Thursday, August 27, 2009

Excuse me Blue State Digital, but might that be a conflict of interest?

Ahhhh Blue State Digital. The heroes of the Obama online campaign. Much hyped masters of 'teh interweb' selling the ultimate dream of successful online political campaigning.

The thing is, in a business where you are managing campaigns for clients, and taking their money in the process, having conflicts of interest is not a clever way forward.

The thing is, it looks like Blue State Digital might just have one. Only a teeenyweeny one admittedly, but something rather4 odd is going on.

You see, the Electoral Reform Society has a campaign currently running called Vote For A Change.

It's a campaign for voting reform and is being done on the back of the anti-politician feeling out there since the expenses scandal. As you can see the idea is a countdown to the next election, amongst its supporters are Compass.

Now, a quick look at the hosting records for "Vote for A Change" suggests that the campaign is being run by a company called Soapbox Communications. However, and this the odd thing, unlike most sites which have their domain records on hosting provider servers, like for example, Soapbox itself does, the records say the "Vote For A Change" domain is managed by the server and

Now comes the slightly more curious part. There is another campaign that has recently been launched, called Power 2010. The campaign is a "countdown to a new politics" which intends to get support for, amongst other things, voting reform. Sound familiar? And who is looking after the Power 2010 domain? That would be errrr..... Blue State Digital.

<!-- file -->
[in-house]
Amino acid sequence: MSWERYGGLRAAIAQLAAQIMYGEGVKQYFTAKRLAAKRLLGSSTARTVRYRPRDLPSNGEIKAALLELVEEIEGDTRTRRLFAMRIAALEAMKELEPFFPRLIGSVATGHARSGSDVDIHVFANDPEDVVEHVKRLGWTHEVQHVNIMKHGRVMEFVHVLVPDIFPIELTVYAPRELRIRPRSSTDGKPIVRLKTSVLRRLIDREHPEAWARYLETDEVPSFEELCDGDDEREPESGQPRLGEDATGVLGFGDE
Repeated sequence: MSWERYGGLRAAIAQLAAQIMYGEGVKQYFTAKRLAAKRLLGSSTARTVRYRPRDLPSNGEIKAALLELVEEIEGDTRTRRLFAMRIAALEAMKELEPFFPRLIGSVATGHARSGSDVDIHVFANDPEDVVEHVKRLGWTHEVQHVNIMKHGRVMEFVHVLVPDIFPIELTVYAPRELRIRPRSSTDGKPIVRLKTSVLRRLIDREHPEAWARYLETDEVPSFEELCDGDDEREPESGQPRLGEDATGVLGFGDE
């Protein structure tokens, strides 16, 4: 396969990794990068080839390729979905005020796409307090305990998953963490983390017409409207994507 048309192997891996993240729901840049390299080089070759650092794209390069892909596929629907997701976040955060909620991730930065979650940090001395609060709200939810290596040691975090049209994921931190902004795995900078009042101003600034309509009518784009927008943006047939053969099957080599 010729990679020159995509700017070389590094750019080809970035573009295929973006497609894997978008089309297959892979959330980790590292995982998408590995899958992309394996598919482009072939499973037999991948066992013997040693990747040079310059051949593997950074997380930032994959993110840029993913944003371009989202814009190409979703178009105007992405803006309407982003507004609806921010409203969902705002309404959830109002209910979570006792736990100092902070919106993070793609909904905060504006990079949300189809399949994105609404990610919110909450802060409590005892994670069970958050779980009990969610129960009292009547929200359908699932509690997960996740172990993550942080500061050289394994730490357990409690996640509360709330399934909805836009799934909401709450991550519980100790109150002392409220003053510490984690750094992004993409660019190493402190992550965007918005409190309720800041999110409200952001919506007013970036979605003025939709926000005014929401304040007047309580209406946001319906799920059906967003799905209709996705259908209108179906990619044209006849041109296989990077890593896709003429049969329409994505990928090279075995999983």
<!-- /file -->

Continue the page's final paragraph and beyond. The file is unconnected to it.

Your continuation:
Now, according to the privacy policy,
The POWER2010 campaign has been launched with the support of a wide range of organisations and individuals. Administratively it is a project of the Citizens' Inquiry, set up and funded by the Joseph Rowntree Charitable Trust and the Joseph Rowntree Reform Trust Ltd.
OK, so that suggests there is more than just Joseph Rowntree involved in the campaign, this seems especially the case as the address they give on the same page is not a registered address for Joseph Rowntree that I can find. The address for Power2010 is given as Southbank House, Black Prince Road.

Would that be the very same Southbank House, Black Prince Road where Compass is?

So, we seem to have one Blue State Digital campaign for the Electoral Reform Society (supported by Compass), and a second near-identical Blue State Digital campaign being run out of an office that shares an address with Compass.

Is it just me, or have Blue State Digital got a bit of a conflict of interest here? Is it not a bit off to be commercially involved in two near-identical, and thus rival, political campaigns at the same time?

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